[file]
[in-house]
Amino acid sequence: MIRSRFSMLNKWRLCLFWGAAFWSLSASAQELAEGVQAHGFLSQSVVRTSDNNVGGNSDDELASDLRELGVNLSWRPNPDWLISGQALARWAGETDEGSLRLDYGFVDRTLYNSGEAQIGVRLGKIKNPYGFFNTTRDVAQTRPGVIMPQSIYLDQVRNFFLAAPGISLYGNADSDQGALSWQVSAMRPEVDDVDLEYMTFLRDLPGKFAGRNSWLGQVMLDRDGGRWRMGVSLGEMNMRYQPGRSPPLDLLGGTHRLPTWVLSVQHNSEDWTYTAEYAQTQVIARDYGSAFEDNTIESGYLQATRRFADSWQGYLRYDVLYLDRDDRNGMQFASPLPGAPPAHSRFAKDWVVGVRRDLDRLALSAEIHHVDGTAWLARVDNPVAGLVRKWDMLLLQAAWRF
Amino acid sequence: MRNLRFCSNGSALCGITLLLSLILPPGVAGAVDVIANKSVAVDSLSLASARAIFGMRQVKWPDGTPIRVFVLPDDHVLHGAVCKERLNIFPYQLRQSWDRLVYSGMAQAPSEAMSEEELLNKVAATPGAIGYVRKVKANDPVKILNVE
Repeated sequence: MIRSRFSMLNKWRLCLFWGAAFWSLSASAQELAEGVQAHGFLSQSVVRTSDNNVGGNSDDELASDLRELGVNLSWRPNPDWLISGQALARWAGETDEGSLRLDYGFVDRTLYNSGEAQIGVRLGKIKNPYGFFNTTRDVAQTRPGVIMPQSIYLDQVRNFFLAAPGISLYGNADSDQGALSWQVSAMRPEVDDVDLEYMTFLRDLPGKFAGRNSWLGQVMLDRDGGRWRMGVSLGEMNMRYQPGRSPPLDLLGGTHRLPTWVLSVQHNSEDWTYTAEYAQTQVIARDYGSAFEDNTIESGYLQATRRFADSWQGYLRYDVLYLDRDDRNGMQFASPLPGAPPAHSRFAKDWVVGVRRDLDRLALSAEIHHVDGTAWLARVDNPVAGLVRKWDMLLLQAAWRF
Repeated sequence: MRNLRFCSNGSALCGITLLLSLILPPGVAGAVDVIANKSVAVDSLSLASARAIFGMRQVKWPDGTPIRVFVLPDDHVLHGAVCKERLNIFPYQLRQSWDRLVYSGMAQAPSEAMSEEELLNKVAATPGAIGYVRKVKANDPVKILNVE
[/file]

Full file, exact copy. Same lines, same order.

[in-house]
Amino acid sequence: MIRSRFSMLNKWRLCLFWGAAFWSLSASAQELAEGVQAHGFLSQSVVRTSDNNVGGNSDDELASDLRELGVNLSWRPNPDWLISGQALARWAGETDEGSLRLDYGFVDRTLYNSGEAQIGVRLGKIKNPYGFFNTTRDVAQTRPGVIMPQSIYLDQVRNFFLAAPGISLYGNADSDQGALSWQVSAMRPEVDDVDLEYMTFLRDLPGKFAGRNSWLGQVMLDRDGGRWRMGVSLGEMNMRYQPGRSPPLDLLGGTHRLPTWVLSVQHNSEDWTYTAEYAQTQVIARDYGSAFEDNTIESGYLQATRRFADSWQGYLRYDVLYLDRDDRNGMQFASPLPGAPPAHSRFAKDWVVGVRRDLDRLALSAEIHHVDGTAWLARVDNPVAGLVRKWDMLLLQAAWRF
Amino acid sequence: MRNLRFCSNGSALCGITLLLSLILPPGVAGAVDVIANKSVAVDSLSLASARAIFGMRQVKWPDGTPIRVFVLPDDHVLHGAVCKERLNIFPYQLRQSWDRLVYSGMAQAPSEAMSEEELLNKVAATPGAIGYVRKVKANDPVKILNVE
Repeated sequence: MIRSRFSMLNKWRLCLFWGAAFWSLSASAQELAEGVQAHGFLSQSVVRTSDNNVGGNSDDELASDLRELGVNLSWRPNPDWLISGQALARWAGETDEGSLRLDYGFVDRTLYNSGEAQIGVRLGKIKNPYGFFNTTRDVAQTRPGVIMPQSIYLDQVRNFFLAAPGISLYGNADSDQGALSWQVSAMRPEVDDVDLEYMTFLRDLPGKFAGRNSWLGQVMLDRDGGRWRMGVSLGEMNMRYQPGRSPPLDLLGGTHRLPTWVLSVQHNSEDWTYTAEYAQTQVIARDYGSAFEDNTIESGYLQATRRFADSWQGYLRYDVLYLDRDDRNGMQFASPLPGAPPAHSRFAKDWVVGVRRDLDRLALSAEIHHVDGTAWLARVDNPVAGLVRKWDMLLLQAAWRF
Repeated sequence: MRNLRFCSNGSALCGITLLLSLILPPGVAGAVDVIANKSVAVDSLSLASARAIFGMRQVKWPDGTPIRVFVLPDDHVLHGAVCKERLNIFPYQLRQSWDRLVYSGMAQAPSEAMSEEELLNKVAATPGAIGYVRKVKANDPVKILNVE